Andrew Yang – Democratic Presidential Candidate and Tech Entrepreneur
After making a fortune developing technology that eliminates task work, Mr. Yang suggests that we send everyone a monthly check of $1,000. This will compensate for losing all of those jobs to automation.
Bernie Sanders – Presidential Candidate
Sander’s entire platform on jobs is to start an infrastructure program building bridges and roads, to provide lower-cost loans to small businesses and to help young people get more internships. There isn’t one word on how to lead millions of workers being thrown into underemployment to establish new skills and new mindsets.
Elizabeth Warren – Presidential Candidate
Elizabeth wants to spend 2 Trillion dollars to lead the country through conversion into green sustainable energy. But throughout her platform on jobs, there is no burden on the citizens to reinvent themselves nor can we find one word on setting up a retraining drive in America.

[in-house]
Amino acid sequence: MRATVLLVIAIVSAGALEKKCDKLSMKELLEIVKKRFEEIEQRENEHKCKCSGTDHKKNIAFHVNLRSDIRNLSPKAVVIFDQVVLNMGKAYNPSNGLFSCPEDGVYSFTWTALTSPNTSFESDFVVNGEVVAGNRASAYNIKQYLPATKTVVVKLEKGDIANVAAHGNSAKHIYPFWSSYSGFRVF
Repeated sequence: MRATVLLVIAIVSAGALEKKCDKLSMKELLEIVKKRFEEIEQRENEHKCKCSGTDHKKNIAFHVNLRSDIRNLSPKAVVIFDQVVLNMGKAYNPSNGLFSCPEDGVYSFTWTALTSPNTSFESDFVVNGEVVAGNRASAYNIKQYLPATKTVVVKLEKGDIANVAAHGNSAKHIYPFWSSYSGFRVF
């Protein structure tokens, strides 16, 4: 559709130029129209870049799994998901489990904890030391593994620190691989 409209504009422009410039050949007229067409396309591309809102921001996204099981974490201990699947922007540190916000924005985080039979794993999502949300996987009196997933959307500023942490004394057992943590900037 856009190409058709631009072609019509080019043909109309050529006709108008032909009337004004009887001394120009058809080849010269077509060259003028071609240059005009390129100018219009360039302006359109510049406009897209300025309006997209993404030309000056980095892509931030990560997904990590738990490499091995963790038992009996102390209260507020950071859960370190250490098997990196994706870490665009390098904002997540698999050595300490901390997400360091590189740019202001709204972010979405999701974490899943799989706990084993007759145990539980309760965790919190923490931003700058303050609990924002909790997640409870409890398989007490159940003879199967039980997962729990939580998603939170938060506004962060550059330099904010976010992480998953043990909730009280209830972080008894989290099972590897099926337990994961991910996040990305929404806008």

Mitch McConnell – D.C. Turtle Preparing for his return to the Sea
This one deserved special merit. He throws out patronizing ideas with absolutely no concern of whether he is telling the truth or not. He said, “You know what we need to do with the coal miners? We need to get them into trucking. There are lots of jobs in trucking.”
Daimler had just finished a 5-year pilot program using driverless trucks throughout Nevada. It was a smashing success. These trucks operate 24-hours-a-day, are more economical, and have 95% fewer accidents. Anderson Graduate School released a study. With over 5.2 million positions, truck driving is the #1 job for men in this country. Because of robotics and technology, there will only be 600,000 positions within 7 years.
But, here is why McConnell’s ham-fisted suggestion was especially deplorable. How many coal miners heard that and paid for trucking school? Recently, professor Carl Van Horn, the director of Rutger’s Center for Workforce Development said, “Right now, we’re relying on the individual to make that investment on his or herself. You’d have to take that out of personal savings.”